So, you’ve come across a valuable or usable item and want to purchase it. You have never bought at an auction and want to know how to go about the entire process to ascertain you not only get the item but at an ideal price. Here are a few auction tips from Surplus.net that you’ll find really helpful.
The Estimate is Merely an Indication
Keep in mind that an estimate is no more than just an indication of the item’s worth. If many people are interested in the product, the price will spike, but if the opposite is true, then you might get a bargain.
Do Your Homework
Ensure you get as much information as you can about the product. Do this in advance and do not hesitate to shoot an email at the auction house to inquire for more details and photos. Is the piece signed or not? Who is the artist? What are the proportions? Will it fit in your space? Check where the piece as made. When buying something old, keep in mind that it may have chips and cracks. These questions help you get information that helps you make an informed decision.
Know Your Limit
Pick a limit before the auction day. It is wiser to follow your wallet rather than your heart. It is easy to become emotionally attached to a piece at the moment and, as a result, bid more than what you can afford. When it comes to bidding, constantly ask yourself what the item is worth to you.
Is it a Contract to Purchase
When the auction house bangs the gavel down, it marks the end of bidding and puts the hammer price. It is important to know that this action established the contract to buy.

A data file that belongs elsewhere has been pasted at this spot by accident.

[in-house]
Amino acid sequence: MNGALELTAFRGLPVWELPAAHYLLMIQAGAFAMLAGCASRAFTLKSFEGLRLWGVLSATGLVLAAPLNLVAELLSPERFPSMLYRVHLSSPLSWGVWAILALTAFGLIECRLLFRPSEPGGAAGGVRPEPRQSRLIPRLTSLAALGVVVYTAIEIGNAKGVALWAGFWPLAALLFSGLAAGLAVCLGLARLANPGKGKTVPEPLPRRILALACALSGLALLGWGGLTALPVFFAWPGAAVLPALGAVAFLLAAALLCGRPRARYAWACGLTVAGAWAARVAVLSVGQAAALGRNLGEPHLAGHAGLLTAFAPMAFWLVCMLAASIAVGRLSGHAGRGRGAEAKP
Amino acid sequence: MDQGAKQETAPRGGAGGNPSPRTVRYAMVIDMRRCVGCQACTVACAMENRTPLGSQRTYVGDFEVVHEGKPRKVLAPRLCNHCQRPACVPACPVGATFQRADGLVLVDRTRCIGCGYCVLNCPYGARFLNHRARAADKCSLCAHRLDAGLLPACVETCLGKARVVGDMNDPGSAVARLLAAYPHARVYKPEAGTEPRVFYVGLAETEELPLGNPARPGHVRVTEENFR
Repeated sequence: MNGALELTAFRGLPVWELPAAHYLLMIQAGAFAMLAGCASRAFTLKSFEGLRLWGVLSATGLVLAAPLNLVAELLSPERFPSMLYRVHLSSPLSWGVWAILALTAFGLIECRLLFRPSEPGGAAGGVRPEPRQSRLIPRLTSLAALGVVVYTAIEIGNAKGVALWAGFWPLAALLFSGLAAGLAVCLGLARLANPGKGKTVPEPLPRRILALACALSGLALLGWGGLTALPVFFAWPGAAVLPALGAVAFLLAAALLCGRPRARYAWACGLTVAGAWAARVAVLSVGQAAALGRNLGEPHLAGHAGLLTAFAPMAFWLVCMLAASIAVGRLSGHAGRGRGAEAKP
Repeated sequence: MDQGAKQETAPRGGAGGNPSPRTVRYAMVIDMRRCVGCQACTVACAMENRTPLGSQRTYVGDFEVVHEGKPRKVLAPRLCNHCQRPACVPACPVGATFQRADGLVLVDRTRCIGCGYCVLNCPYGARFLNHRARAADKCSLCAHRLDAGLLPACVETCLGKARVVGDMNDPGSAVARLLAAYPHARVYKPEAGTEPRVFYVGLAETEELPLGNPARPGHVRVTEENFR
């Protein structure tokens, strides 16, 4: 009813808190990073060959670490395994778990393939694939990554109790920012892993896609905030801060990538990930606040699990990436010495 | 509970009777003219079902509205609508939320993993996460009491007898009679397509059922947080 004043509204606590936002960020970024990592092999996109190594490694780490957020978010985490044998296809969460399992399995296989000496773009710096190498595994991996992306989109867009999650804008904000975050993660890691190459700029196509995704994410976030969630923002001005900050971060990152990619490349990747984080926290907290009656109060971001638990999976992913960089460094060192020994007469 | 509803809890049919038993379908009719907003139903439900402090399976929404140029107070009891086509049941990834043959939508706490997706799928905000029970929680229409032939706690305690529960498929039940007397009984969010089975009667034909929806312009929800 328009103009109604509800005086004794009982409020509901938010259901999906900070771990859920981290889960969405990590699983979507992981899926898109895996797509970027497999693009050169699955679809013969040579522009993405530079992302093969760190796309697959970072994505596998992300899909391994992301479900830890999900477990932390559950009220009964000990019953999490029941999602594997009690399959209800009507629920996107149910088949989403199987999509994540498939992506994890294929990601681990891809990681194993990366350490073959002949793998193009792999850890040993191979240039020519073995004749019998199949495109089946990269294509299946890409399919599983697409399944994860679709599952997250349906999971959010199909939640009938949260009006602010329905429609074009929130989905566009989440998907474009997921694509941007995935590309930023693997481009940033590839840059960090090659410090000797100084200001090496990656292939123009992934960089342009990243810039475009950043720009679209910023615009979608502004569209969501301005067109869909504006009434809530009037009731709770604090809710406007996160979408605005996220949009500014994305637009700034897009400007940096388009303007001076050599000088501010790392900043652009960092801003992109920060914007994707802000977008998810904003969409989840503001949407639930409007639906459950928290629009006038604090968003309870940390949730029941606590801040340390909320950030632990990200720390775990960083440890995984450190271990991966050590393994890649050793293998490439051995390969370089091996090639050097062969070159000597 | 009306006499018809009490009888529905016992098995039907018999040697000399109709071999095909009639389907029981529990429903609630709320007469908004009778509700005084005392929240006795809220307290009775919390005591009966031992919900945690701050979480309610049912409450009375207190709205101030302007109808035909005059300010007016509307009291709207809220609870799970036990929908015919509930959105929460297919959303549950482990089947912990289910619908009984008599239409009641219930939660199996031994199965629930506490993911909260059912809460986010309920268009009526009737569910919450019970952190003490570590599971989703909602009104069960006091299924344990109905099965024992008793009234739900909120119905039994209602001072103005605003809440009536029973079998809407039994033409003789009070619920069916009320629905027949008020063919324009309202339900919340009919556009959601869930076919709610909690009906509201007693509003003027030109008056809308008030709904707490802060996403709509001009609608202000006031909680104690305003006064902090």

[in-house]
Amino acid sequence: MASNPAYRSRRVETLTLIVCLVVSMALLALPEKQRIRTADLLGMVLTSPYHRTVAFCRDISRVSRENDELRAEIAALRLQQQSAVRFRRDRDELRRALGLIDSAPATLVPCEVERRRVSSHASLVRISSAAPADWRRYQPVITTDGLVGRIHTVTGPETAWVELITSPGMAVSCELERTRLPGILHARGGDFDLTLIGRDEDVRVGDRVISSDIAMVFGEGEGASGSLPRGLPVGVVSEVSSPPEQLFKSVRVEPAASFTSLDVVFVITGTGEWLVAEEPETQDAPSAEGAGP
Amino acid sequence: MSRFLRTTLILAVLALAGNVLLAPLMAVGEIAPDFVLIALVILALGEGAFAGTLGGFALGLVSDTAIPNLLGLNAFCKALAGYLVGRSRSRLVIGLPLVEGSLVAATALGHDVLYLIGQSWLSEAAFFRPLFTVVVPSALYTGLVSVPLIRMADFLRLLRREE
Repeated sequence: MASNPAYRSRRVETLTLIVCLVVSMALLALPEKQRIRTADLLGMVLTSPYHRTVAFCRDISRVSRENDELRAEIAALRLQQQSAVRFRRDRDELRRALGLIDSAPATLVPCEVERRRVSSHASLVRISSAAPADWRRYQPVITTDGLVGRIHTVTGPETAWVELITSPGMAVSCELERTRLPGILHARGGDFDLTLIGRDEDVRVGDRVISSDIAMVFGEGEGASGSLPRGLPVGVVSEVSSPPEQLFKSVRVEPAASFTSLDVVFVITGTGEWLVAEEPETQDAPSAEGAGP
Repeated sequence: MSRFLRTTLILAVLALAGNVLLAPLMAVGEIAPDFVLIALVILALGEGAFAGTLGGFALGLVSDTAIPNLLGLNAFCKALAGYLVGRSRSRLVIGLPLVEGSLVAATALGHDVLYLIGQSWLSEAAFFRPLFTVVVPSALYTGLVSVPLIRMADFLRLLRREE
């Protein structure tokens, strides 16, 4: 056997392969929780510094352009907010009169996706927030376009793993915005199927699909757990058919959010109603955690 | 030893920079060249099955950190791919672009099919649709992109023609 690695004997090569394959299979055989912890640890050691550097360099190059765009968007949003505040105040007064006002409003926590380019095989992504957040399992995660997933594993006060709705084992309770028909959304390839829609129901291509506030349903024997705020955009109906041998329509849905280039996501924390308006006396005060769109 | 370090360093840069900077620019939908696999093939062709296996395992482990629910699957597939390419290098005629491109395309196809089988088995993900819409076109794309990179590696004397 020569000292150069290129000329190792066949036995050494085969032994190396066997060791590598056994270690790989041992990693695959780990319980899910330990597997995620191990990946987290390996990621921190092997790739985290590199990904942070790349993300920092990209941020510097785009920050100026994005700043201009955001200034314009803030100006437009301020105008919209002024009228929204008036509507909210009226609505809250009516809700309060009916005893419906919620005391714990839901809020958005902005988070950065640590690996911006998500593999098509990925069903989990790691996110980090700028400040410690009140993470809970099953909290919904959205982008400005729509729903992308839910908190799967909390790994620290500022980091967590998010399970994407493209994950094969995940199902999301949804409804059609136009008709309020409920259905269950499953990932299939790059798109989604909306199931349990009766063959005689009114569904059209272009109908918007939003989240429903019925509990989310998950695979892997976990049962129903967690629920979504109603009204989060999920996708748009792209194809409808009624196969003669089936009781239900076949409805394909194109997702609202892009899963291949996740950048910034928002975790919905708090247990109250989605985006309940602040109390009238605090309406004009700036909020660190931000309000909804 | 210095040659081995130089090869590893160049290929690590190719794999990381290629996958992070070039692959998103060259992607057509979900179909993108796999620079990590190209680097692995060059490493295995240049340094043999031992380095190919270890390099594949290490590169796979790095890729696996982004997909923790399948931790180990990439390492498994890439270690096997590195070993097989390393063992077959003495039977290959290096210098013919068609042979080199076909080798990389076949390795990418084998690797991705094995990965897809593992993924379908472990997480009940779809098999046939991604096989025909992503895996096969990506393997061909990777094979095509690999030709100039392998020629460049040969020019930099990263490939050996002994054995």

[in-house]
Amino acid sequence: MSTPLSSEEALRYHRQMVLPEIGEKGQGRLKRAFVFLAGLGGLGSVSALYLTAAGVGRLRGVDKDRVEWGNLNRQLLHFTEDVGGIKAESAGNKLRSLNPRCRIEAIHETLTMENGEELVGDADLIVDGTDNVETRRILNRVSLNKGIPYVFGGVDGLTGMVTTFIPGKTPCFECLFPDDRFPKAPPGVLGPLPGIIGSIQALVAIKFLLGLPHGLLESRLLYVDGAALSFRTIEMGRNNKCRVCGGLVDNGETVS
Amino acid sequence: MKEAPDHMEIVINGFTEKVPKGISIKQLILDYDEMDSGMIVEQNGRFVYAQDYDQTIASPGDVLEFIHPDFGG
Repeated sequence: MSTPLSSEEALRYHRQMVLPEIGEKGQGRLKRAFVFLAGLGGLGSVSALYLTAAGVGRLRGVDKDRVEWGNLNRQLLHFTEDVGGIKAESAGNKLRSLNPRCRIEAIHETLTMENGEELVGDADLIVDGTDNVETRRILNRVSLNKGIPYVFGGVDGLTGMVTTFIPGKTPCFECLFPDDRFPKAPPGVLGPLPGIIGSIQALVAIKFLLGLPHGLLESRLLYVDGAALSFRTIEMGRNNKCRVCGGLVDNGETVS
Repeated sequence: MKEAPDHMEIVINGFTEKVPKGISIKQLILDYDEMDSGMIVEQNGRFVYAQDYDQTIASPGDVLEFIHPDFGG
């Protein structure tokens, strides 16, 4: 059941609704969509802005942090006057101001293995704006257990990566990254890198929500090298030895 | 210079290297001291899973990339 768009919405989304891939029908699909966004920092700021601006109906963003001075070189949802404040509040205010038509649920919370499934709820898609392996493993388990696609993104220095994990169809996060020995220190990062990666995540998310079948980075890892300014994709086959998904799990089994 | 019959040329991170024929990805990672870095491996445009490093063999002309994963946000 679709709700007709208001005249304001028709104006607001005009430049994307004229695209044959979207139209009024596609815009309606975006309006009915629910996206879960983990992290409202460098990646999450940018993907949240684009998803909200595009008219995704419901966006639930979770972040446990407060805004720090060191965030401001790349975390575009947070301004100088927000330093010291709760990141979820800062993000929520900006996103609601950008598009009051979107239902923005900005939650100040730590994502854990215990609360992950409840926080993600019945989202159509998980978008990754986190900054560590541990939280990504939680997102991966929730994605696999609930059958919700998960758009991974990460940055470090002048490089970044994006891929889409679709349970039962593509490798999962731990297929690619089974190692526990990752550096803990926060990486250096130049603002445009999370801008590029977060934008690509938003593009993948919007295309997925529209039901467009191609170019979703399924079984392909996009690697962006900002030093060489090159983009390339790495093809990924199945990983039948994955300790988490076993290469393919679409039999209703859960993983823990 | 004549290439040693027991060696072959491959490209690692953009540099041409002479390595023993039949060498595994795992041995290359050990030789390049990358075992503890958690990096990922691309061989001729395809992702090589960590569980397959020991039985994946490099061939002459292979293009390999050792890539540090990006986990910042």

Lookout For Additional Charges
It is important to check for extra charges before bidding. Auctioneers often charge 15 to 25 percent commission on top of the final price and some online platforms, 3-5 percent for using them. In such cases, you will want to avoid the charges by placing a bid over the phone.
Place an Absentee Bid
In order to feel secure and certain, consider putting an absentee bid. This authorizes the auction house to place a bid on your behalf and secure the lot at the lowest price. Keep in mind that some auction houses do charge storage fees. You place your bid for the maximum price you are willing to pay, and the house puts bids in increments until the limit is reached.
Know the Deadline
Some auctions function just like eBay. The bidding process goes for days, becoming hotter as the deadline nears. You will get alerts via email when a bidder tops your price and decide what to do. In such situations, the bids can run out of control in the last few hours.
Follow Your Heart
When you purchase with your heart while keeping your limit in mind, you are more likely to buy something that you will enjoy.
Pay up Quickly
Once you’ve won the auction, you will be given 5 to 10 days to pay up and make transport arrangements for your piece. Some auction houses impose storage fees, so keep that in mind.